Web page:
Ear and labyrinth disorders:

ocular: tinnitus

Cardiac disorders

ocular: bradycardia, chest pain, arrhythmia, heart block, congestive heart failure, palpitations, cardiac arrest, cardiac failure, oedema.;

systemic: atrioventricular block (second- or third-degree), sino-atrial block, pulmonary oedema, worsening of arterial insufficiency, worsening of angina pectoris, vasodilation.

Vascular disorders:

ocular: claudication, hypotension, Raynaud's phenomenon, cold hands and feet.

Respiratory, thoracic and mediastinal disorders:

ocular: bronchospasm (predominantly in patients with pre-existing bronchospastic disease), respiratory failure, dyspnoea, cough; systemic: rales.

General disorders and administration site conditions:

ocular: asthenia, fatigue;

systemic: extremity pain, decreased exercise tolerance.

Skin and subcutaneous tissue disorders:

ocular: alopecia, psoriasiform rash or exacerbation of psoriasis, skin rash;

systemic: sweating, exfoliative dermatitis.

Immune system disorders:

ocular: systemic lupus erythematosus, pruritus;

systemic: signs and symptoms of allergic reactions including anaphylaxis, angioedema, urticaria, localised and generalised rash, anaphylactic reaction.

Psychiatric disorders:

ocular: depression, insomnia, nightmares, memory loss;

systemic: diminished concentration, increased dreaming.

Nervous system disorders

ocular: syncope, cerebrovascular accident, cerebral ischemia, headache, dizziness, increase in signs and symptoms of myasthenia gravis, paraesthesia;

systemic: vertigo, local weakness

Gastrointestinal disorders:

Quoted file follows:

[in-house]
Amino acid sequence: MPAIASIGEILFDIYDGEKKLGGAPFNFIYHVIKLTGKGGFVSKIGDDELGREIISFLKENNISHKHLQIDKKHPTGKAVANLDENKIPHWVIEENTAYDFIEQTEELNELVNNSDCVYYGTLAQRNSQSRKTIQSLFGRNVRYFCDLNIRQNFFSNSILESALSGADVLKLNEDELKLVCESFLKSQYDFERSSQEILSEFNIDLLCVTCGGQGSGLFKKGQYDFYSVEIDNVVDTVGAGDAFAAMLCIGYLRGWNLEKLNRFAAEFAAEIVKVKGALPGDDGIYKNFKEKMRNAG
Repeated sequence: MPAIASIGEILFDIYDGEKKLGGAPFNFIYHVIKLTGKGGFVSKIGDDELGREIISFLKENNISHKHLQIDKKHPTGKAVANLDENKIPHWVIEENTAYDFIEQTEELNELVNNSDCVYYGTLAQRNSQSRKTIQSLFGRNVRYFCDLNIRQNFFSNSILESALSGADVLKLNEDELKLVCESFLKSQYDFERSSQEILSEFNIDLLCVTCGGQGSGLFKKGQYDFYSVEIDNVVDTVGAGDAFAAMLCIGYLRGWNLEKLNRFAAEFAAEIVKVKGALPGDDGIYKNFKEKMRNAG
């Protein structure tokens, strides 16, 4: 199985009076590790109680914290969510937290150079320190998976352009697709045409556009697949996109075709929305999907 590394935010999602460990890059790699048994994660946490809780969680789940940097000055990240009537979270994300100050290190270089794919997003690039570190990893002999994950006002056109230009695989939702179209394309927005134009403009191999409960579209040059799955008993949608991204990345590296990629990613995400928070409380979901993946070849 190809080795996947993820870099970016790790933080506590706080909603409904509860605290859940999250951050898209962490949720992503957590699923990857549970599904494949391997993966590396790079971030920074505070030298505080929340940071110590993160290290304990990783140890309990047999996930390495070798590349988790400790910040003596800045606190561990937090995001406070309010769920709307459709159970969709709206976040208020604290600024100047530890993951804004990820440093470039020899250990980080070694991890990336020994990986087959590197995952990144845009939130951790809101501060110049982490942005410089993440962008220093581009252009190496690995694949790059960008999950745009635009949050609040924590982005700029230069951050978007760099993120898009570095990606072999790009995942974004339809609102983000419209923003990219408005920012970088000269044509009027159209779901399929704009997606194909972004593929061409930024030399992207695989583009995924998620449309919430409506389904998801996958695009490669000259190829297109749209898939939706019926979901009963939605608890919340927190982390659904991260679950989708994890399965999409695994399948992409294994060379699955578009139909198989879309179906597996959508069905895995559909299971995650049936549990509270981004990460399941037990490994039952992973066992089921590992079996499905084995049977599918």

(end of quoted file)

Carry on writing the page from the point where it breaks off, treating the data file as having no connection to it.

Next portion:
ocular: nausea, diarrhoea, dyspepsia, dry mouth, dysgeusia, abdominal pain, vomiting.

Reproductive system and breast disorders:

ocular: decreased libido, Peyronie's disease, sexual dysfunction such as impotence;

systemic: micturition difficulties.

Metabolism and nutrition disorders:

ocular: hypoglycaemia;

systemic: hyperglycaemia.

Musculoskeletal and connective tissue disorders:

ocular: myalgia;

systemic: arthralgia.

Blood and lymphatic system disorders:

systemic: non-thrombocytopenic purpura.

Reporting of suspected adverse reactions

Reporting suspected adverse reactions after authorisation of the medicinal product is important. It allows continued monitoring of the benefit/risk balance of the medicinal product. Healthcare professionals are asked to report any suspected adverse reactions via Yellow Card Scheme at Website:

www.mhra.gov.uk/yellowcard or search for MHRA Yellow Card in the Google Play or Apple App Store.

4.9 Overdose

There have been reports of inadvertent overdosage with Timolol resulting in systemic effects similar to those seen with systemic beta-adrenergic blocking agents such as dizziness, headache, shortness of breath, bradycardia, hypotension, bronchospasm, acute cardiac insufficiency and cardiac arrest (see 'Side effects').

If overdosage occurs, the following measures should be considered:

1. Gastric lavage, if ingested. Studies have shown that timolol does not dialyse readily.

2. Symptomatic bradycardia: atropine sulphate, 0.25 to 2 mg intravenously, should be used to induce vagal blockade. If bradycardia persists, intravenous isoprenaline hydrochloride should be administered cautiously. In refractory cases, the use of a cardiac pacemaker may be considered.

3. Hypotension: a sympathomimetic pressor agent such as dopamine, dobutamine or noradrenaline should be used. In refractory cases, the use of glucagon has been reported to be useful.

4. Bronchospasm: isoprenaline hydrochloride should be used. Additional therapy with aminophylline may be considered.

5. Acute cardiac failure: conventional therapy with digitalis, diuretics, and oxygen should be instituted immediately. In refractory cases, the use of intravenous aminophylline is suggested. This may be followed, if necessary, by glucagon, which has been reported useful.